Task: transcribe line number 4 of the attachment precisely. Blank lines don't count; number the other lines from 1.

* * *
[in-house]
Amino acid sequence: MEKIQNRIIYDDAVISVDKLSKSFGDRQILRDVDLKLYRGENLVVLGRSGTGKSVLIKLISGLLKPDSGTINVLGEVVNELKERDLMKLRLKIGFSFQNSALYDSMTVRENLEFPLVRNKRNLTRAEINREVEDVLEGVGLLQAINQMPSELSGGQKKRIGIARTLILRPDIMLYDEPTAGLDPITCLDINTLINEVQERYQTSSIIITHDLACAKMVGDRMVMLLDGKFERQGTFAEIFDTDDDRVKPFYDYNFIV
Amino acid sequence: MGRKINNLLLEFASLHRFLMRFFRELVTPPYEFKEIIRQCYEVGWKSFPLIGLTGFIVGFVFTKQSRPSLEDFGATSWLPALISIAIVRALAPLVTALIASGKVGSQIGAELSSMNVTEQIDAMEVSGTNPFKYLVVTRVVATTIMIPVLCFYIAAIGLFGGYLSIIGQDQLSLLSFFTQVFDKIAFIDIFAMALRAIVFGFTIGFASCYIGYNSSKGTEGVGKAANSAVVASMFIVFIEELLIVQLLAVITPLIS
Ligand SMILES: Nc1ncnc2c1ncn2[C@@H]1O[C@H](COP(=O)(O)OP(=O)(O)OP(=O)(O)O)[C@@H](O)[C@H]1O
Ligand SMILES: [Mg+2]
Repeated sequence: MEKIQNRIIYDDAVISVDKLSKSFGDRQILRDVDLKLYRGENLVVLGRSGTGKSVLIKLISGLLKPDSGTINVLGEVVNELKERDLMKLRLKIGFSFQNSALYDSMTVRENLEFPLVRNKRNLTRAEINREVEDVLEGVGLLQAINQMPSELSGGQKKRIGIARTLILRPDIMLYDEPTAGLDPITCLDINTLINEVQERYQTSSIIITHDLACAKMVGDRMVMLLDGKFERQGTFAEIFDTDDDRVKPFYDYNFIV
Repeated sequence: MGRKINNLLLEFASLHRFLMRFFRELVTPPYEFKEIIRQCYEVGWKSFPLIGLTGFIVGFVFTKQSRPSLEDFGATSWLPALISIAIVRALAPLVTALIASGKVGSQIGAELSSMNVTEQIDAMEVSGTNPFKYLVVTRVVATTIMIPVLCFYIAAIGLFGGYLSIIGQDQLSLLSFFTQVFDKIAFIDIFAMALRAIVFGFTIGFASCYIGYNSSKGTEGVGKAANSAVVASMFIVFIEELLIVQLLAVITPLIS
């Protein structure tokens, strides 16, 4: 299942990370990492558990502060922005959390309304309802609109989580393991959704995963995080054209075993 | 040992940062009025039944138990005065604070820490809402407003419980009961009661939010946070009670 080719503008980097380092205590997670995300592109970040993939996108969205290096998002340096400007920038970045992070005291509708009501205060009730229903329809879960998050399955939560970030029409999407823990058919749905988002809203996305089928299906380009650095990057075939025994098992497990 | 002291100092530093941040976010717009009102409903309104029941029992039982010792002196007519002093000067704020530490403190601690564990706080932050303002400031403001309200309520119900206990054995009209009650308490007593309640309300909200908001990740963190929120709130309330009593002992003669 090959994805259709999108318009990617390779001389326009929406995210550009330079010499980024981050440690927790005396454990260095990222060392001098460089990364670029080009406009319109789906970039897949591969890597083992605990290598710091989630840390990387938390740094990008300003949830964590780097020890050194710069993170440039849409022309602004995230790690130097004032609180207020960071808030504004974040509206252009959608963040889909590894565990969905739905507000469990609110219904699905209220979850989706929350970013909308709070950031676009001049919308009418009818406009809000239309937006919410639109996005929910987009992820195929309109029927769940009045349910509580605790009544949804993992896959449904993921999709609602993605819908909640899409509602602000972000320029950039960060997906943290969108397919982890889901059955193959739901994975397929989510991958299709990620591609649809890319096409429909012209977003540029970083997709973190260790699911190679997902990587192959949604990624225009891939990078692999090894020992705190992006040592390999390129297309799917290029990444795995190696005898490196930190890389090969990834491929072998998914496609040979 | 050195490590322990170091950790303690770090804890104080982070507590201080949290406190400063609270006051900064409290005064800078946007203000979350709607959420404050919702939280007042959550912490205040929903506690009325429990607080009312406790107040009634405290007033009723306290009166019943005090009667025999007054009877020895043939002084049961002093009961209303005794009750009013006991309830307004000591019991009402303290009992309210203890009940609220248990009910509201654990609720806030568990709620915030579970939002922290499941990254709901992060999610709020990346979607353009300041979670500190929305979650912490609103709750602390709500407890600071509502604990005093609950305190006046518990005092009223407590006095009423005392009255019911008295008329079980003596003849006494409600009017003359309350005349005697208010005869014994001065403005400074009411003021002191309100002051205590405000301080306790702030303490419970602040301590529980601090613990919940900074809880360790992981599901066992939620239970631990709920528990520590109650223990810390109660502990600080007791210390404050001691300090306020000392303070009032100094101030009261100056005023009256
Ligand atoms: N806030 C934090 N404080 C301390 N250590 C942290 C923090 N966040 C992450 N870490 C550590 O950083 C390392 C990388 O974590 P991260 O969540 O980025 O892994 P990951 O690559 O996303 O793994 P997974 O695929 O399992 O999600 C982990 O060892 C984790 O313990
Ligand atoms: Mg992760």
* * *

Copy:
Ligand SMILES: Nc1ncnc2c1ncn2[C@@H]1O[C@H](COP(=O)(O)OP(=O)(O)OP(=O)(O)O)[C@@H](O)[C@H]1O